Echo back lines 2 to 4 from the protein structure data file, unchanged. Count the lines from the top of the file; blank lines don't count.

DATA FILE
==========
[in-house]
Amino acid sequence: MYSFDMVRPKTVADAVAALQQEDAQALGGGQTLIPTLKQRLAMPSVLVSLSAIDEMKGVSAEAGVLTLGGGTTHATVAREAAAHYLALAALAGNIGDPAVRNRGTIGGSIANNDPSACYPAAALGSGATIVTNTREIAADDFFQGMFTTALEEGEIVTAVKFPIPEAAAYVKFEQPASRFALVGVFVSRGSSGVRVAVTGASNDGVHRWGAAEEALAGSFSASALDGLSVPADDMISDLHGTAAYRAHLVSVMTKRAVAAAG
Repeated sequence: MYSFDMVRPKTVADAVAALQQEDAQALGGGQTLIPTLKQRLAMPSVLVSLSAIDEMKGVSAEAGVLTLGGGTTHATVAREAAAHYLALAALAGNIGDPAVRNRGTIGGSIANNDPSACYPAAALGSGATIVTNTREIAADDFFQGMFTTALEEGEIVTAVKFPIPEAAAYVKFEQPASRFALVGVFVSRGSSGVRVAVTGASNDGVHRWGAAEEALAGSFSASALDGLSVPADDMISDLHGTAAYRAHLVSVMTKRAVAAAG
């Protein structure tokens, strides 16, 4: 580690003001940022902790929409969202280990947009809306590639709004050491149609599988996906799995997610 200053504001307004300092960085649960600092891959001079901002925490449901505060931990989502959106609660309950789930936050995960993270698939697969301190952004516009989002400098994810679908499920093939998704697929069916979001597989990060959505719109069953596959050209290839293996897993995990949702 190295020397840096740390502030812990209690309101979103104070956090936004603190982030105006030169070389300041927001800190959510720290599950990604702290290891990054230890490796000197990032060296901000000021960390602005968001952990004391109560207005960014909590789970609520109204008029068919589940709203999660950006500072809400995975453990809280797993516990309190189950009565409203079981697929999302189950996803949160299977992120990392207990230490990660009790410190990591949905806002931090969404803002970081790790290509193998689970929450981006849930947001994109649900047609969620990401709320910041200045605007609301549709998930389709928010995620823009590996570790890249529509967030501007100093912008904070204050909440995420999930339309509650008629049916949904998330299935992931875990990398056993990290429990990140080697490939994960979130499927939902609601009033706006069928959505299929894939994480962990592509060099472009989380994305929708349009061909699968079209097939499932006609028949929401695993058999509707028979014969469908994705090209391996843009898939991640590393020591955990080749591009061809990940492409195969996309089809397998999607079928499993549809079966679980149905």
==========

Amino acid sequence: MYSFDMVRPKTVADAVAALQQEDAQALGGGQTLIPTLKQRLAMPSVLVSLSAIDEMKGVSAEAGVLTLGGGTTHATVAREAAAHYLALAALAGNIGDPAVRNRGTIGGSIANNDPSACYPAAALGSGATIVTNTREIAADDFFQGMFTTALEEGEIVTAVKFPIPEAAAYVKFEQPASRFALVGVFVSRGSSGVRVAVTGASNDGVHRWGAAEEALAGSFSASALDGLSVPADDMISDLHGTAAYRAHLVSVMTKRAVAAAG
Repeated sequence: MYSFDMVRPKTVADAVAALQQEDAQALGGGQTLIPTLKQRLAMPSVLVSLSAIDEMKGVSAEAGVLTLGGGTTHATVAREAAAHYLALAALAGNIGDPAVRNRGTIGGSIANNDPSACYPAAALGSGATIVTNTREIAADDFFQGMFTTALEEGEIVTAVKFPIPEAAAYVKFEQPASRFALVGVFVSRGSSGVRVAVTGASNDGVHRWGAAEEALAGSFSASALDGLSVPADDMISDLHGTAAYRAHLVSVMTKRAVAAAG
């Protein structure tokens, strides 16, 4: 580690003001940022902790929409969202280990947009809306590639709004050491149609599988996906799995997610 200053504001307004300092960085649960600092891959001079901002925490449901505060931990989502959106609660309950789930936050995960993270698939697969301190952004516009989002400098994810679908499920093939998704697929069916979001597989990060959505719109069953596959050209290839293996897993995990949702 190295020397840096740390502030812990209690309101979103104070956090936004603190982030105006030169070389300041927001800190959510720290599950990604702290290891990054230890490796000197990032060296901000000021960390602005968001952990004391109560207005960014909590789970609520109204008029068919589940709203999660950006500072809400995975453990809280797993516990309190189950009565409203079981697929999302189950996803949160299977992120990392207990230490990660009790410190990591949905806002931090969404803002970081790790290509193998689970929450981006849930947001994109649900047609969620990401709320910041200045605007609301549709998930389709928010995620823009590996570790890249529509967030501007100093912008904070204050909440995420999930339309509650008629049916949904998330299935992931875990990398056993990290429990990140080697490939994960979130499927939902609601009033706006069928959505299929894939994480962990592509060099472009989380994305929708349009061909699968079209097939499932006609028949929401695993058999509707028979014969469908994705090209391996843009898939991640590393020591955990080749591009061809990940492409195969996309089809397998999607079928499993549809079966679980149905």